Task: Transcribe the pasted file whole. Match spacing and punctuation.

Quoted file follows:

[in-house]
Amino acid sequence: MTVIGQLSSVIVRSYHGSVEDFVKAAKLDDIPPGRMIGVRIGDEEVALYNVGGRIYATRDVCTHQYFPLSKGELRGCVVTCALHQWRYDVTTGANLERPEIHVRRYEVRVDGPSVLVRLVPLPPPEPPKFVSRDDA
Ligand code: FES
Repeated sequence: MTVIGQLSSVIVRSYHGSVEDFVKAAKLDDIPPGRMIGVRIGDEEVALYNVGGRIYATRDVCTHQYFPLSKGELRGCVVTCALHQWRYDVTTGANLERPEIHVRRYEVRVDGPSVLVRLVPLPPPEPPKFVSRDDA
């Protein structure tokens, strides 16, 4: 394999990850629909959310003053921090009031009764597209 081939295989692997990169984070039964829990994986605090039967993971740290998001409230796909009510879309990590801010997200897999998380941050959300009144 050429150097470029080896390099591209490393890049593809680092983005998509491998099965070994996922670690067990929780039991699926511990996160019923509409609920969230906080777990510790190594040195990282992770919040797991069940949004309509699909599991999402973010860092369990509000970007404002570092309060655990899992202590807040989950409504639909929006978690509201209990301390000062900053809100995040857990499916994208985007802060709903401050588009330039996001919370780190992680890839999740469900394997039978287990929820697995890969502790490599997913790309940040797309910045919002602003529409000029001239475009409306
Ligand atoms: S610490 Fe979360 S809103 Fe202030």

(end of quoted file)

[in-house]
Amino acid sequence: MTVIGQLSSVIVRSYHGSVEDFVKAAKLDDIPPGRMIGVRIGDEEVALYNVGGRIYATRDVCTHQYFPLSKGELRGCVVTCALHQWRYDVTTGANLERPEIHVRRYEVRVDGPSVLVRLVPLPPPEPPKFVSRDDA
Ligand code: FES
Repeated sequence: MTVIGQLSSVIVRSYHGSVEDFVKAAKLDDIPPGRMIGVRIGDEEVALYNVGGRIYATRDVCTHQYFPLSKGELRGCVVTCALHQWRYDVTTGANLERPEIHVRRYEVRVDGPSVLVRLVPLPPPEPPKFVSRDDA
């Protein structure tokens, strides 16, 4: 394999990850629909959310003053921090009031009764597209 081939295989692997990169984070039964829990994986605090039967993971740290998001409230796909009510879309990590801010997200897999998380941050959300009144 050429150097470029080896390099591209490393890049593809680092983005998509491998099965070994996922670690067990929780039991699926511990996160019923509409609920969230906080777990510790190594040195990282992770919040797991069940949004309509699909599991999402973010860092369990509000970007404002570092309060655990899992202590807040989950409504639909929006978690509201209990301390000062900053809100995040857990499916994208985007802060709903401050588009330039996001919370780190992680890839999740469900394997039978287990929820697995890969502790490599997913790309940040797309910045919002602003529409000029001239475009409306
Ligand atoms: S610490 Fe979360 S809103 Fe202030």